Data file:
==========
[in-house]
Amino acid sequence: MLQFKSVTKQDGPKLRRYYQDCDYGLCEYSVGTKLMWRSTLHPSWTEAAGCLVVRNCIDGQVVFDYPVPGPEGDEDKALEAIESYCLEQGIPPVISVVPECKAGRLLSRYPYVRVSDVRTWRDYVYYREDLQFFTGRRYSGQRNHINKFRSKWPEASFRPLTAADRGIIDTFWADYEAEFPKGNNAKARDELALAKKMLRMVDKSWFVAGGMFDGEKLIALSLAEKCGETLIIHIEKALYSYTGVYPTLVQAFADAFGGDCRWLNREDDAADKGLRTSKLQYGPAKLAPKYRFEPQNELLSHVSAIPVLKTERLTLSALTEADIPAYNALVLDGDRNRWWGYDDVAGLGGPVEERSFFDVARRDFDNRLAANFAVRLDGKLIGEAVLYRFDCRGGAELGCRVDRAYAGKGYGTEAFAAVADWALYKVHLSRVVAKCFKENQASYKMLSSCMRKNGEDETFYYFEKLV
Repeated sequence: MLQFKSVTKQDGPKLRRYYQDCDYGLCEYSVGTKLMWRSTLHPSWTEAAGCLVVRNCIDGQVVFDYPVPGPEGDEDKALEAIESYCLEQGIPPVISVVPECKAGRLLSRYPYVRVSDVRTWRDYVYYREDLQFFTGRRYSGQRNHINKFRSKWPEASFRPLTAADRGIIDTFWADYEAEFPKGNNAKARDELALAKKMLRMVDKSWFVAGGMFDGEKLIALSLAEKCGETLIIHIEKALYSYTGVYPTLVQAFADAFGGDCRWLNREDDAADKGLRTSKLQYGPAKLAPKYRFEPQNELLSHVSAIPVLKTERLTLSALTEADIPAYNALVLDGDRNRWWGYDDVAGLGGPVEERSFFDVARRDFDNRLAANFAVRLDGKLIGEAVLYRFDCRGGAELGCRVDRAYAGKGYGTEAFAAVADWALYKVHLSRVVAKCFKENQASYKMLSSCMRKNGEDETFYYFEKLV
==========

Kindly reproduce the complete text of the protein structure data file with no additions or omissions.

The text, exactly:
[in-house]
Amino acid sequence: MLQFKSVTKQDGPKLRRYYQDCDYGLCEYSVGTKLMWRSTLHPSWTEAAGCLVVRNCIDGQVVFDYPVPGPEGDEDKALEAIESYCLEQGIPPVISVVPECKAGRLLSRYPYVRVSDVRTWRDYVYYREDLQFFTGRRYSGQRNHINKFRSKWPEASFRPLTAADRGIIDTFWADYEAEFPKGNNAKARDELALAKKMLRMVDKSWFVAGGMFDGEKLIALSLAEKCGETLIIHIEKALYSYTGVYPTLVQAFADAFGGDCRWLNREDDAADKGLRTSKLQYGPAKLAPKYRFEPQNELLSHVSAIPVLKTERLTLSALTEADIPAYNALVLDGDRNRWWGYDDVAGLGGPVEERSFFDVARRDFDNRLAANFAVRLDGKLIGEAVLYRFDCRGGAELGCRVDRAYAGKGYGTEAFAAVADWALYKVHLSRVVAKCFKENQASYKMLSSCMRKNGEDETFYYFEKLV
Repeated sequence: MLQFKSVTKQDGPKLRRYYQDCDYGLCEYSVGTKLMWRSTLHPSWTEAAGCLVVRNCIDGQVVFDYPVPGPEGDEDKALEAIESYCLEQGIPPVISVVPECKAGRLLSRYPYVRVSDVRTWRDYVYYREDLQFFTGRRYSGQRNHINKFRSKWPEASFRPLTAADRGIIDTFWADYEAEFPKGNNAKARDELALAKKMLRMVDKSWFVAGGMFDGEKLIALSLAEKCGETLIIHIEKALYSYTGVYPTLVQAFADAFGGDCRWLNREDDAADKGLRTSKLQYGPAKLAPKYRFEPQNELLSHVSAIPVLKTERLTLSALTEADIPAYNALVLDGDRNRWWGYDDVAGLGGPVEERSFFDVARRDFDNRLAANFAVRLDGKLIGEAVLYRFDCRGGAELGCRVDRAYAGKGYGTEAFAAVADWALYKVHLSRVVAKCFKENQASYKMLSSCMRKNGEDETFYYFEKLV